June 24th, 2012
07:02 AM ET

Mexico on the rise

By Fareed Zakaria

This past week, Los Cabos, Mexico, was quite literally turned into a global public square. Leaders from 19 top economies plus the European Union gathered to discuss the world's major crises: the euro, global growth, Syria. But the G-20 summit, as it's called, also shed light on a few crucial relationships.

Take the U.S. and Russia, for example. Much was made of how Presidents Barack Obama and Vladimir Putin leaned away from each other during talks. Commentators said it felt as chilly as a Moscow winter. Contrast that with Obama and Chinese President Hu Jintao: a warm handshake and big smiles.

But the meeting that really got me thinking was the one between two Latin American leaders: Mexico's Felipe Calderon and Brazil's Dilma Roussef.


Right now, Brazil has the world’s attention. It is a much vaunted BRIC economy in the company of China, India and Russia. On the other hand, the perception of Mexico is that of a poor country with regular drug-related killings.

That may be true. But very quietly, Mexico is stepping out of Brazil's shadow.

To understand why, let me first explain Brazil's recent rise. Ten years ago, Mexico's economy was bigger than Brazil's. But then Brazil suddenly began to grow much faster, so much so that its GDP overtook Mexico's and became twice as large. If I had to cite one main reason for this, it would be China, Brazil's biggest trading partner. China's growing appetite for commodities led to a boom in resource-rich Brazil.

But just as China buys from Brazil, it competes with Mexico. After joining the World Trade Organization, Chinese manufacturers have undercut Mexican ones, selling at lower prices and in bigger quantities.

Not only that, Mexico's biggest trade partner has had its own troubles — and I'm talking about the United States of America.

But it seems we're now at another twist in the tale.

Brazil can no longer count on a sustained boom in global commodity prices. Growth has slowed from nearly 8% in 2010 to 2.7% last year. And Brazil has become uncompetitive. Its minimum wage is three times that of Indonesia and Vietnam. The World Bank ranks Brazil 126th in the world for ease of doing business.

Mexico, on the other hand, ranks 53rd. Its economy is set to grow 4% this year. Take its auto industry, for example. It generated $23 billion last year, more than oil or tourism. Mexican factories are slowly replacing Chinese products in America, thanks in part to regional trade agreements but also because China itself is facing rising labor costs.

Mexico's growth is crucial for America. The more Mexico rises, the less America will need to worry about illegal immigration. In fact, studies show migration patterns have already been reversed.

More: Immigration lessons for the U.S.

And while Brazil tries to play a role as the alternative power to America in the Western hemisphere — harkening back to the days of non-alignment — Mexico is more in tune with American ideas. It is a solid foreign policy partner.

As Mexico gears up for elections on July 1, its new president will have a long checklist of problems to fix. State monopolies need to be broken down; corruption must be confronted; creaking infrastructure needs repair. But top of the list is drug-related violence, which shaves off 1 percentage point of GDP growth every year.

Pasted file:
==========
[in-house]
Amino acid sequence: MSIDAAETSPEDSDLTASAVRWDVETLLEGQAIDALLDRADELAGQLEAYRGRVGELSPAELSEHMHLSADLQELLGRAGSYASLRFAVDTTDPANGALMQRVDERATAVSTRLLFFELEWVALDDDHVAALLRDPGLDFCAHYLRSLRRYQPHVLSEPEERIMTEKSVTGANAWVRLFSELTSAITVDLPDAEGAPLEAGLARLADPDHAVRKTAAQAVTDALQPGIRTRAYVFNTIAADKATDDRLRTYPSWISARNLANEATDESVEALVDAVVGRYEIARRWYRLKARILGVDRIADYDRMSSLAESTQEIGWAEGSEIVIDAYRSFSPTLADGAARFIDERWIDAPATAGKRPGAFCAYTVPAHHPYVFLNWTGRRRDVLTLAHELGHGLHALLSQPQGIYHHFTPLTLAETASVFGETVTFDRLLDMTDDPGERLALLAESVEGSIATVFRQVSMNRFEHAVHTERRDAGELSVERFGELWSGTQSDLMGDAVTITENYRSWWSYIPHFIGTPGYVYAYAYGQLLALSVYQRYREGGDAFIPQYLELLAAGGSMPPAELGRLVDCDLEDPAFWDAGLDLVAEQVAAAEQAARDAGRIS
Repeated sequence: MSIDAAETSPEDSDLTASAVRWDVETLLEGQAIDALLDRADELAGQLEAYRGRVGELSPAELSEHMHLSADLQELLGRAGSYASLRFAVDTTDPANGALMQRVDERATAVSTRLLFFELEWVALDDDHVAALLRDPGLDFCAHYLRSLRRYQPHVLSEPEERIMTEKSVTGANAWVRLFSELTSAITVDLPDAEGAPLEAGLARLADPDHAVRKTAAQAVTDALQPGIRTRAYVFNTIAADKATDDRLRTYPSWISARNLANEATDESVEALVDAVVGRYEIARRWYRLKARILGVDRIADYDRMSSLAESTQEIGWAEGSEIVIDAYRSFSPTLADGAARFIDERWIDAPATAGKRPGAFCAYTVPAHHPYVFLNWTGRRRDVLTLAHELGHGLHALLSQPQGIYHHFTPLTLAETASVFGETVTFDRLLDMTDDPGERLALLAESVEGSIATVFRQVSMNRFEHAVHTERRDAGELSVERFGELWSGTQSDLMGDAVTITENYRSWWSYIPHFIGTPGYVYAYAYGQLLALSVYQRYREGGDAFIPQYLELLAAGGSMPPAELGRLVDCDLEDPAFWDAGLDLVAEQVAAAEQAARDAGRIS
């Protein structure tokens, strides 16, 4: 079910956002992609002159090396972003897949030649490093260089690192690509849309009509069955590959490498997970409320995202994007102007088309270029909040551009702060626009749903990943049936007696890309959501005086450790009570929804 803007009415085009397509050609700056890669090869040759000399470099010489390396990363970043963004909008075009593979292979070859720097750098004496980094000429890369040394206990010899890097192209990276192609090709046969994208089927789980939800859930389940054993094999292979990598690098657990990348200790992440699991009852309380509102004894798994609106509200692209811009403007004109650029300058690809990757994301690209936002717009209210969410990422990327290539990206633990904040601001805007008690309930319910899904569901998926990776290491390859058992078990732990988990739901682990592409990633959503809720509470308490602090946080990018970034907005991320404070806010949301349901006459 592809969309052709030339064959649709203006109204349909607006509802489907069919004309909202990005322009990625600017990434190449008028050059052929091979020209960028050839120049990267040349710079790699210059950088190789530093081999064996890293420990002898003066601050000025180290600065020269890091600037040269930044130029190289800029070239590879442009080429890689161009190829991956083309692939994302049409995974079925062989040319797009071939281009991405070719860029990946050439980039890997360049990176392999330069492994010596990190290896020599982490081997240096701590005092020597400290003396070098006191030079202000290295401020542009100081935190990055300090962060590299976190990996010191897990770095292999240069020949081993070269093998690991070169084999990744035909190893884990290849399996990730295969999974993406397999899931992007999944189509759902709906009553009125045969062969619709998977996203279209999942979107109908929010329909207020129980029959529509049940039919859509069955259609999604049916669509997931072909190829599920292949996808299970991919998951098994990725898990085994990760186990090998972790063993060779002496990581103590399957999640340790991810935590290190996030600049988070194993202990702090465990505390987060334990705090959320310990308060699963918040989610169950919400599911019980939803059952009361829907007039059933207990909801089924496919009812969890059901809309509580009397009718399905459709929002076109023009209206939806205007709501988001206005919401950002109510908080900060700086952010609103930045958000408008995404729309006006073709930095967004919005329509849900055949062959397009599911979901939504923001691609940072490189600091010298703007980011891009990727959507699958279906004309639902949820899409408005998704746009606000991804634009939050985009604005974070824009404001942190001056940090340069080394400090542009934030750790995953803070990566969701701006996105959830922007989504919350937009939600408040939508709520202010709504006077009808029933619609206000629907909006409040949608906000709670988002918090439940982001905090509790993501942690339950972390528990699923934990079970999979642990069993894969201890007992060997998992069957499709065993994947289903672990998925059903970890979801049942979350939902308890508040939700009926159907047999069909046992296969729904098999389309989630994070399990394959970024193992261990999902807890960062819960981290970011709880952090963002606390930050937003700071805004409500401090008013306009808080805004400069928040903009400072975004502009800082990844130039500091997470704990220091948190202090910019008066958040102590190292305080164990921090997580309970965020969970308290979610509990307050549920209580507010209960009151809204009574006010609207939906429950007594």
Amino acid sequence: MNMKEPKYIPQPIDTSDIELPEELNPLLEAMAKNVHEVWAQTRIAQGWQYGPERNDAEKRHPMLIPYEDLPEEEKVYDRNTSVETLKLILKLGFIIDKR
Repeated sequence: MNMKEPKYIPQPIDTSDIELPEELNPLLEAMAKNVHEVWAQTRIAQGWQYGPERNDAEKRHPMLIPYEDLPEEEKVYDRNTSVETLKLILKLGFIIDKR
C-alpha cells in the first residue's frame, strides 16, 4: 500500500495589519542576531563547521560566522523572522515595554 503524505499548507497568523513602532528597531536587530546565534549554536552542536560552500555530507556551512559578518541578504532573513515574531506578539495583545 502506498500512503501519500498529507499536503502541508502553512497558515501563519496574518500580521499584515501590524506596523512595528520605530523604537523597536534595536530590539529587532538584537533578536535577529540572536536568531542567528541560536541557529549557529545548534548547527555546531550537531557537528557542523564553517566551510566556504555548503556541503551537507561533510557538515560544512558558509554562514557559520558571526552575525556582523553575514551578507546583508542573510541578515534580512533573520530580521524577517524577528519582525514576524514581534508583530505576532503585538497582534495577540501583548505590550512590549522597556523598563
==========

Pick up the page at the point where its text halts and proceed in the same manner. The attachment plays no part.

Brazil remains a bigger economy, and will likely stay that way for a while.

But don't let perceptions of Mexico fool you. Despite all the violence, despite being overshadowed by its flashier neighbors, it is quietly on the rise.

Post by:
Topics: Brazil • Economy • Elections • Foreign Policy • Mexico • What in the World?

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    August 16, 2012 at 6:50 am |
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    On a global scale Mexico is not poor, and it has a higher per capita income than Brazil; in terms of violence, that is limited to some regions, and is nowhere comparable to a war zone.

    September 15, 2012 at 6:26 pm |

    Your self-proclaimed "land of opportunity" is already transitioning as just another one of the world's failed empires by preparing to adapt into its future role as the U.W.M.A., a.k.a. the United Wal-Marts of America. Yes, you're all a bunch of "Wal-Martian" AmeriCAN'Ts in the making.....

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    The future of the U.S.A. is in its WAL-MART empire!!

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    we... Mexicans and latin americans will get our land back , and nobody can stop us, Its God will.

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    Mexico reminds of the song Pastime Paradise by the late great Ray Barretto who talked about the success of the Hispanics living in Miami during the late seventies in eighties from race relations to making a name for themselves in the good old USA. Mexico has been a country which has been ruled the drug cartels and seen its fair share of injustice, and blood running in the streets from drug cartels waging war against their people and the country for many years. To put this all in respective Mexico is a rich country full of resources from their educated talented workforce workers, from their doctors and lawyers and having the world's largest tourism resource in their back pocket which could make the country more money instead of relying on the drug trade to make them the wealth in Mexico. Carlos Santana the Mexican American guitarist his song Novus which talks about freedom and beauty finding that special someone or something in life, and that is what Mexico should strive for a country which can stand on it's own two feet, not from the billion dollar drug cartel trade, but from it's hard working people who want to make Mexico the best damn place and country to live and work in for years to come.

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